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How Much Discretion Does My Successor Trustee Have?

A revocable living trust allows you to maintain control over your property during your lifetime. Although you transfer the title of your property to a trustee, that trustee can be you, and more importantly, you are free to add or remove property from the trust as you see fit. Upon your death, however, the terms of your trust generally become irrevocable, and your successor trustee is bound by any instructions that have you left.

Trustee Not Permitted to Extend “Option Agreement” After Settlor’s Death

California courts will strictly construe the terms of your revocable living trust in an attempt to carry out your stated wishes. This means that a successor trustee’s discretion may be limited depending on how the trust is worded. A recent California appeals court decision offers a helpful illustration.

In this case, a man created a revocable living trust in 1994 and transferred approximately 17 acres of real property into the trust. The man served as trustee during his lifetime. In 2004, the man, acting as trustee, signed an “option agreement” with another individual giving the latter the right to purchase seven acres of the trust’s property within five years. The parties later extended this option period until June 2011.

The man died in 2009, just a few weeks after signing the extension on the option agreement. According to the terms of the trust, the real property remaining in the trust was to be distributed to the local parks authority “for the purposes of establishing an agricultural park.” Litigation eventually arose over several issues relate to the trust, including the distribution of the land. The holder of the option agreement sought to enforce his rights, citing a second extension he signed with the successor trustee of the trust. This second extension gave the holder until 2013 to purchase part of the trust’s land.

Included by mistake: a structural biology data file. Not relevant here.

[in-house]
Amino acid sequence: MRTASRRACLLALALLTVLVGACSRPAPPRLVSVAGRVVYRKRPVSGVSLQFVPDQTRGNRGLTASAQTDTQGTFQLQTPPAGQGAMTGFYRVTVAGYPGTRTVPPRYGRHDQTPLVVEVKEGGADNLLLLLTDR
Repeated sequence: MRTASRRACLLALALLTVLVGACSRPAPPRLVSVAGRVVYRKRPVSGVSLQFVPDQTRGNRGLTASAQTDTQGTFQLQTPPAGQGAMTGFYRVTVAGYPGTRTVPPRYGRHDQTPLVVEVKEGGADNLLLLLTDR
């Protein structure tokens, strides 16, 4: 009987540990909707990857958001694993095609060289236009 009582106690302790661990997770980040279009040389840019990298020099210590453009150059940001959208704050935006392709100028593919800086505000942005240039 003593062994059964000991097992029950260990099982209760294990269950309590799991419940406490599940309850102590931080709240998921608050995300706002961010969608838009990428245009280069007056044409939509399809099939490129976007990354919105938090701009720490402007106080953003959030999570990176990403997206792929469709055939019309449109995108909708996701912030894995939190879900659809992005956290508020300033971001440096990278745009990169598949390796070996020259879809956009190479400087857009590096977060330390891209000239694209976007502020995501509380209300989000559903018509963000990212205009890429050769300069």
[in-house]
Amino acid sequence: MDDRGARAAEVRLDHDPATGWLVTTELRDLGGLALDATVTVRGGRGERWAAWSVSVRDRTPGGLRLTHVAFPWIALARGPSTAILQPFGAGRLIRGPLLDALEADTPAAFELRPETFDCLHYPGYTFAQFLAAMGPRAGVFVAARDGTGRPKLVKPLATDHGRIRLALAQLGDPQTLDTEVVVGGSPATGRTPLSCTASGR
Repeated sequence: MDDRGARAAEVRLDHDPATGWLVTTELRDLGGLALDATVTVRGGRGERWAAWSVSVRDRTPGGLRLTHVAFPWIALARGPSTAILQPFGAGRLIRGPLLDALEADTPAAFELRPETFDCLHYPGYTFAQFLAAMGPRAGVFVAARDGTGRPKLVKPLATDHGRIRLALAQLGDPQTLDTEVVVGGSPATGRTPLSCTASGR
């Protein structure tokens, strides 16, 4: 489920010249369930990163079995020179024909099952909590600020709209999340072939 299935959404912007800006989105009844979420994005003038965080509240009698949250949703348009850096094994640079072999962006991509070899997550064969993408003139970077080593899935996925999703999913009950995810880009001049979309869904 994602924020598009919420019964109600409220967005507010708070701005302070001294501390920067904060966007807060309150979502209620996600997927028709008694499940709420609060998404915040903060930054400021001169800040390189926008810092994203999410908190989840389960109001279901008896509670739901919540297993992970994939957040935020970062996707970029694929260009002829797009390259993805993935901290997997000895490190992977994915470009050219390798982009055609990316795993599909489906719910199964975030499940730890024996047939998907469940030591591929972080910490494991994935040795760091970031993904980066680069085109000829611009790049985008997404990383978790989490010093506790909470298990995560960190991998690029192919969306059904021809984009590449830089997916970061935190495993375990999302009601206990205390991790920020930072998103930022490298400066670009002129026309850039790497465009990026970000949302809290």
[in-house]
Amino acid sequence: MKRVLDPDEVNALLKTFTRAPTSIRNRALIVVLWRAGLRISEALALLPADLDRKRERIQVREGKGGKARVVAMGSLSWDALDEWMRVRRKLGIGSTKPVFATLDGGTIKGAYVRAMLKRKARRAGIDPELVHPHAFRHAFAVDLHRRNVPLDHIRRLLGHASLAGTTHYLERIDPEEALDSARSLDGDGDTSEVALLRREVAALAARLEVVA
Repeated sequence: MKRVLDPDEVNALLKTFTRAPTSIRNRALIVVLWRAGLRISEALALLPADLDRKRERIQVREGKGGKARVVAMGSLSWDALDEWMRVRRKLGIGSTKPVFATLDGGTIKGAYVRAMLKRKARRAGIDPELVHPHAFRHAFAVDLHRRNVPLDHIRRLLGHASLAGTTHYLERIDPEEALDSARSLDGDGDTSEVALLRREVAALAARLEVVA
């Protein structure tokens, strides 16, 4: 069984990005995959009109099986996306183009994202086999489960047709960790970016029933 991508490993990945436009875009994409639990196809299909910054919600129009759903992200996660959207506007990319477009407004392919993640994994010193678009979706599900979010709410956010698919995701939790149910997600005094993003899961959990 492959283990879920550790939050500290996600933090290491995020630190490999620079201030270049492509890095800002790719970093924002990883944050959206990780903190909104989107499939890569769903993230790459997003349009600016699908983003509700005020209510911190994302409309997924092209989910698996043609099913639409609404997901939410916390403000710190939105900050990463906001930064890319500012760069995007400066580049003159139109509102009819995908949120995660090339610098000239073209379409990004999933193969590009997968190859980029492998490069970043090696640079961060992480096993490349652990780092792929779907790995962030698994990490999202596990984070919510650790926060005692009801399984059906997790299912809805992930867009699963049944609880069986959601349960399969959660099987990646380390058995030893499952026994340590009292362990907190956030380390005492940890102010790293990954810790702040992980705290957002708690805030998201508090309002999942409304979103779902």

But the parks authority contended the second extension was void and unenforceable as a matter of law. The courts agreed. The California First District Court of Appeal, upholding a probate judge’s earlier decision, said that while the trust granted the successor trustee the authority to enter into option agreements, such power could only be invoked to “carry out the purposes of the trust.” And once the man died, the purposes of the trust included distributing the property to the parks authority. This condition became “irrevocable and not subject to amendment” upon the settlor’s death.

Get Trust Advice From a California Estate Planning Lawyer

When making a revocable living trust, it is essential that you make your wishes as clear as possible. And as the case above illustrates, it is equally important to define the limits of any discretionary powers that you wish to grant to a successor trustee. Any ambiguity in the language of a trust may lead to costly and unnecessary litigation. The courts will respect your wishes, but judges should not be placed in a position where they have to guess what those wishes are.

If you need advice on setting up or managing a trust from an experienced San Diego estate planning attorney, contact the Law Office of Scott C. Soady today.

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